McKay-McNeill Family Cemetery Relocation


Our ancestors, Jenny Bahn McNeill (1720-1790) and Archibald Scrubblin McNeill (1720-1801) were buried on their main homestead on a bluff overlooking the Little River, north of Fayetteville in North Carolina. Eventually 20 of the family were buried there and lay undisturbed for 200 years.

Jenny McNeill's Grave Monument in its Original Location (c.1980)

In his article about the McNeill family Everette McNeill Kivette, a North Carolina cousin, indicated that Edgar Francis McNeill was responsible for the erection of the monument over the graves of Jennie Bahn and Archibald McNeill. Edgar was a descendant of 'One-Eyed' Hector. The monument is located in the cemetery to the left of McCormick’s Bridge Road just after crossing the Lower Little Creek. McCormick’s Bridge Road branches to the left off Highway 210 heading south out of Lillington just before going into Spring Lake, North Carolina.

The monument was originally purchased before the Civil War by the sons of Jennie Bahn and Archibald from England and floated down the Cape Fear River from Wilmington to Fayetteville. The large base fell into the river and remained there for many years. The base was eventually recovered from the river and moved to a marble yard in Fayetteville to be prepared for installation with the monument. The stone yard building one day caught fire and the base fell into the basement. It was never recovered and eventually covered over as part of a construction project. The monument itself was left at the gravesite where it remained in obscurity for many years. Finally in 1926 or 1927 Edgar Francis McNeill, while conducting family research, found the monument, installed a concrete base, had the monument engraved, and installed at the cemetery.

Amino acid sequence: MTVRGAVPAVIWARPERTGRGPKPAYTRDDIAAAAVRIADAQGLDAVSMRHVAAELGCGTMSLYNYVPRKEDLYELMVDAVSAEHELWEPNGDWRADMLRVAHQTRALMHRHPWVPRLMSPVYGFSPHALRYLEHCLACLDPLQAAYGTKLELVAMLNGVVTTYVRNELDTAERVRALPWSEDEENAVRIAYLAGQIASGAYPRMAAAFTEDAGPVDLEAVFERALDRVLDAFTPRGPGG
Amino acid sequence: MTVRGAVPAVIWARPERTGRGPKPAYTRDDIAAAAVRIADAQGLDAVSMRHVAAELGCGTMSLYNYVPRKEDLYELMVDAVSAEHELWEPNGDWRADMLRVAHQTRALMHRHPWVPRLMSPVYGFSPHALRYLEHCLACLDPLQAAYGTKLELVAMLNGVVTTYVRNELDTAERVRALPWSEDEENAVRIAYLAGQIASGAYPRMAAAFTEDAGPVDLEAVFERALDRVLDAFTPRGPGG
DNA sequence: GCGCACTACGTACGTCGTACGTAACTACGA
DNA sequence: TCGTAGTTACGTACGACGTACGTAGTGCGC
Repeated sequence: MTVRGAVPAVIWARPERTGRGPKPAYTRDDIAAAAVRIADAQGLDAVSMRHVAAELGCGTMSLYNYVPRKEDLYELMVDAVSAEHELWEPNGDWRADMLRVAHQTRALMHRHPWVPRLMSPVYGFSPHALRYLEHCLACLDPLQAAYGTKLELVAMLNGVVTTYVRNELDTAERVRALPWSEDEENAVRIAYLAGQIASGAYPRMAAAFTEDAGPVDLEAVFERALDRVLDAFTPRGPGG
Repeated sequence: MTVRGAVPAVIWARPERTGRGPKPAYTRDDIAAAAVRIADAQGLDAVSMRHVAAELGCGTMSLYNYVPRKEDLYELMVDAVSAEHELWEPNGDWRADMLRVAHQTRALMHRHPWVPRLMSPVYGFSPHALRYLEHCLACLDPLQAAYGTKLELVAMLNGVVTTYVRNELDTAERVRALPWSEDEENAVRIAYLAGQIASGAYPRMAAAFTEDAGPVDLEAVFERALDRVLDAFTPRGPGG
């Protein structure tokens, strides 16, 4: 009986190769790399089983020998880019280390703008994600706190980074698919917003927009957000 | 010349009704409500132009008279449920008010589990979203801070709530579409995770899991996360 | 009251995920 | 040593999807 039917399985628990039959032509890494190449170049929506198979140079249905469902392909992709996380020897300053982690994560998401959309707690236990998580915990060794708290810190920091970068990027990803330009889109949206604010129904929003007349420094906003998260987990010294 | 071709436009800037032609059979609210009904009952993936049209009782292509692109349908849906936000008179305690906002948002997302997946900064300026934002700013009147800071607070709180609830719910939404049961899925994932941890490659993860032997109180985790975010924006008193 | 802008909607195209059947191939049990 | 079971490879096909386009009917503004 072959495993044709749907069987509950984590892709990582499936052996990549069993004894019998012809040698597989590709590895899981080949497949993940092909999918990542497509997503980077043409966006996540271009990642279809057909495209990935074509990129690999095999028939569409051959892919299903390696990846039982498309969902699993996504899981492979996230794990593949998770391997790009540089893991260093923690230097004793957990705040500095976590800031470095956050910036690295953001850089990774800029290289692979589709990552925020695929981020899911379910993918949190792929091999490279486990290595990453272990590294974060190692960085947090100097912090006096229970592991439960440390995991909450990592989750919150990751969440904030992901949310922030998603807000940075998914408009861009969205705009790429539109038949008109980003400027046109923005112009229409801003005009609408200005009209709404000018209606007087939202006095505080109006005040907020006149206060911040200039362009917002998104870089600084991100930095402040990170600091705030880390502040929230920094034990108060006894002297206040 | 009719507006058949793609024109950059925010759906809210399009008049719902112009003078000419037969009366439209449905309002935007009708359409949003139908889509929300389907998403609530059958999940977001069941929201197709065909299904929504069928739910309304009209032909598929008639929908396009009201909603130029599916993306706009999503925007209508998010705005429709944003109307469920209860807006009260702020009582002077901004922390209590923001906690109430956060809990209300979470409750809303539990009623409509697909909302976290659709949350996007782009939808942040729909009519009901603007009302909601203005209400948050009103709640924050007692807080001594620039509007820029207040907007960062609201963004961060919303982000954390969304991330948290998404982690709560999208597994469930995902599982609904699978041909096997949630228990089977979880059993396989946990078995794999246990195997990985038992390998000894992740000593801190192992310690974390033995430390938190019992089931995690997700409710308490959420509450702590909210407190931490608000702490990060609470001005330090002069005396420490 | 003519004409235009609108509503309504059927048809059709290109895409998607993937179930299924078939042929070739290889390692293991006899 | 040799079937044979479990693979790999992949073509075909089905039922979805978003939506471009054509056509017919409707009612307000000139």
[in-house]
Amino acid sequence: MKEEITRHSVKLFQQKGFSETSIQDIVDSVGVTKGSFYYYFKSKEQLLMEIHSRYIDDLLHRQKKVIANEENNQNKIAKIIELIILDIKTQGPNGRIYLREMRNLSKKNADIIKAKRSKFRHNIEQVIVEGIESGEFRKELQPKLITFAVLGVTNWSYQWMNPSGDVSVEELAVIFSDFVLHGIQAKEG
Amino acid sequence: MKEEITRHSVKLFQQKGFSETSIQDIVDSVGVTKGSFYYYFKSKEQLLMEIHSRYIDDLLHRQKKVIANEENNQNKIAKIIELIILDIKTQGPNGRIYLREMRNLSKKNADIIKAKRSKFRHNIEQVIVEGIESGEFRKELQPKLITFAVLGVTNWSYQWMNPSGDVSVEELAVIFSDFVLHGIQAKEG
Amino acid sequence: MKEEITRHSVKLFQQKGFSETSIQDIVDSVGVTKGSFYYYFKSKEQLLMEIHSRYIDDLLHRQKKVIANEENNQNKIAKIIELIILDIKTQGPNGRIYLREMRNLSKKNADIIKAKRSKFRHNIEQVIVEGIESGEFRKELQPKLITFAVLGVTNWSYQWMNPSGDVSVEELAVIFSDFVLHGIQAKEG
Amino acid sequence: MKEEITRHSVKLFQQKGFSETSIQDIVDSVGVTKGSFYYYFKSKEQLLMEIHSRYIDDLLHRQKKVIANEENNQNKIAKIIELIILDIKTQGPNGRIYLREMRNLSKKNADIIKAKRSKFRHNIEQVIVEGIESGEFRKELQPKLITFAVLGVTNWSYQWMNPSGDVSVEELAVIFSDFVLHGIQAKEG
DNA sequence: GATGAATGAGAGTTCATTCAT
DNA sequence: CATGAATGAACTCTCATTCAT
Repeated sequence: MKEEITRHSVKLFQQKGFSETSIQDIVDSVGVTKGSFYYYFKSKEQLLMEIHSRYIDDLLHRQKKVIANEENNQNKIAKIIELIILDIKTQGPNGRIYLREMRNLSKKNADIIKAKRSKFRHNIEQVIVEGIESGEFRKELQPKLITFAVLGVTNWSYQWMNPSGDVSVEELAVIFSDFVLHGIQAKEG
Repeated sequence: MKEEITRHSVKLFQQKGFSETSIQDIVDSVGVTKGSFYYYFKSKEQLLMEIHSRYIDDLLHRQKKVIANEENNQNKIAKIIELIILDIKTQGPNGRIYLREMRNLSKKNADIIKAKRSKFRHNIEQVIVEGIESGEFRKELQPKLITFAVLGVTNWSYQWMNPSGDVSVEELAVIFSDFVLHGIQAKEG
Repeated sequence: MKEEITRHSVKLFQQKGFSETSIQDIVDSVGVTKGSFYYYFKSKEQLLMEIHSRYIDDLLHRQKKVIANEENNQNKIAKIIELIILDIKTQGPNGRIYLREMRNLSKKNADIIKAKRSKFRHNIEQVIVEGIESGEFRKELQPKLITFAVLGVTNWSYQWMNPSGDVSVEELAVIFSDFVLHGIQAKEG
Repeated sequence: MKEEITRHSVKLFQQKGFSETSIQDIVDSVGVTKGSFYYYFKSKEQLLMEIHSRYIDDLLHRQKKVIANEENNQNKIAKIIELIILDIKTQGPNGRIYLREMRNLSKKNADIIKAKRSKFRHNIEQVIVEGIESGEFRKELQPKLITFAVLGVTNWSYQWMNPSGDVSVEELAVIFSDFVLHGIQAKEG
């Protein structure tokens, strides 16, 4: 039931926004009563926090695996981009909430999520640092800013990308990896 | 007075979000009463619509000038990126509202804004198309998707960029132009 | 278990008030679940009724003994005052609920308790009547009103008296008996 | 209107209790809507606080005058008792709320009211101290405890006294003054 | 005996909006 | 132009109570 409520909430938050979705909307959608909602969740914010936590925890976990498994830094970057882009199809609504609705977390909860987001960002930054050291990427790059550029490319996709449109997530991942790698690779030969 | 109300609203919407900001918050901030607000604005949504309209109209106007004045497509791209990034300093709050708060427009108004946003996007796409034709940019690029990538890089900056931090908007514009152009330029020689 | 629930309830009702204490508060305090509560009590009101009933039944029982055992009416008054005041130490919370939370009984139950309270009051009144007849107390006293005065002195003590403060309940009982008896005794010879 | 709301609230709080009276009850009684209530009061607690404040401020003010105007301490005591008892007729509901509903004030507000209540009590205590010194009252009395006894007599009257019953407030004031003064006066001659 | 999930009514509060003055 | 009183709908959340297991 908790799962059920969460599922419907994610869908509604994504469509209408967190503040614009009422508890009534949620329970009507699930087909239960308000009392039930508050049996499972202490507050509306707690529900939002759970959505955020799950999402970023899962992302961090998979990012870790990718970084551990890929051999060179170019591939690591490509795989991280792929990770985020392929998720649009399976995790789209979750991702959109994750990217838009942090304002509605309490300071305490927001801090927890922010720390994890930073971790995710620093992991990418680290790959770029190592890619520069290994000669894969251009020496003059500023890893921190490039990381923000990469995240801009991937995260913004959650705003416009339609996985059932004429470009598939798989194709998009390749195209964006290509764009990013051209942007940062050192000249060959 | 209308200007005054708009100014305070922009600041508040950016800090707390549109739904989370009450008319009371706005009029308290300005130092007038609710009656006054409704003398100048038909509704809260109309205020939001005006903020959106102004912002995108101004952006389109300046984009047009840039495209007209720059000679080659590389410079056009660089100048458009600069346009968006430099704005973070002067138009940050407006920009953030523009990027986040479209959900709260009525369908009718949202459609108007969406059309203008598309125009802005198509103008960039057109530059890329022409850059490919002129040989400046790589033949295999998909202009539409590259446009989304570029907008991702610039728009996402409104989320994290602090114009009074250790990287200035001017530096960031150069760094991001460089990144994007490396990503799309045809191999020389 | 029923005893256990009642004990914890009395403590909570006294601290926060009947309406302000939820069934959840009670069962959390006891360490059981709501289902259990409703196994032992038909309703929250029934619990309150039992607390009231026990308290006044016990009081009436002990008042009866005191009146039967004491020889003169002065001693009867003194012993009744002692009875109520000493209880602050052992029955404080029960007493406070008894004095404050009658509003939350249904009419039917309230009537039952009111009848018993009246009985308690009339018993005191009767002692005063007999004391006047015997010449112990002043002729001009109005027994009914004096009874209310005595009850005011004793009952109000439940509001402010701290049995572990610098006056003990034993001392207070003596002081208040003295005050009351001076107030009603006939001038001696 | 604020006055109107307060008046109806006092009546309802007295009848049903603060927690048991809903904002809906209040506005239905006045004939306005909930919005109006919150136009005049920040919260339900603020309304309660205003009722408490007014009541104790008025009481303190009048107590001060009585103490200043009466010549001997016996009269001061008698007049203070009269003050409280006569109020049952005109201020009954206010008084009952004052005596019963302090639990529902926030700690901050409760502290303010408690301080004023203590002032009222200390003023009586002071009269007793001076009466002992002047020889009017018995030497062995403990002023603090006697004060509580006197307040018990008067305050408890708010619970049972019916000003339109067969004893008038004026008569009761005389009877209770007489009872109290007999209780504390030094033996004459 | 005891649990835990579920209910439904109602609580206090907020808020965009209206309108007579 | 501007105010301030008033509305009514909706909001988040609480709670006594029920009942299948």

Jenny McNeill's Grave Monument in its New Location (October 2009)

In 2008, the owner of the property, Mr. Tom Brooks of McCormick Farms (who lives in a house on McCormick Bridge Road just south of the graveyard) leased the land on which the cemetery sat to Martin Marietta Ltd, a large mining company that wanted to mine the granite that was underneath the sandy soil of the cemetery.

Family graves are situated all over the countryside and under North Carolina law it is legal to relocate graves, subject to fulfilling certain requirements. The Cumberland County Board of Commissioners granted permission at a meeting held October 6, 2008. John Clauser, of the company Of Grave Concern, was brought in to map out the cemetery and R Ward Sutton Cemetery Services moved the graves in October 2008.

Martin Marietta has a good reputation and spent a lot of money to do a first class job. Jenny had a massive 8 foot tall monument that they had specially cleaned and replaced above her grave in the new cemetery. I don't have photos of this. They also placed a plaque on the back of the monument explaining the history of the graveyard.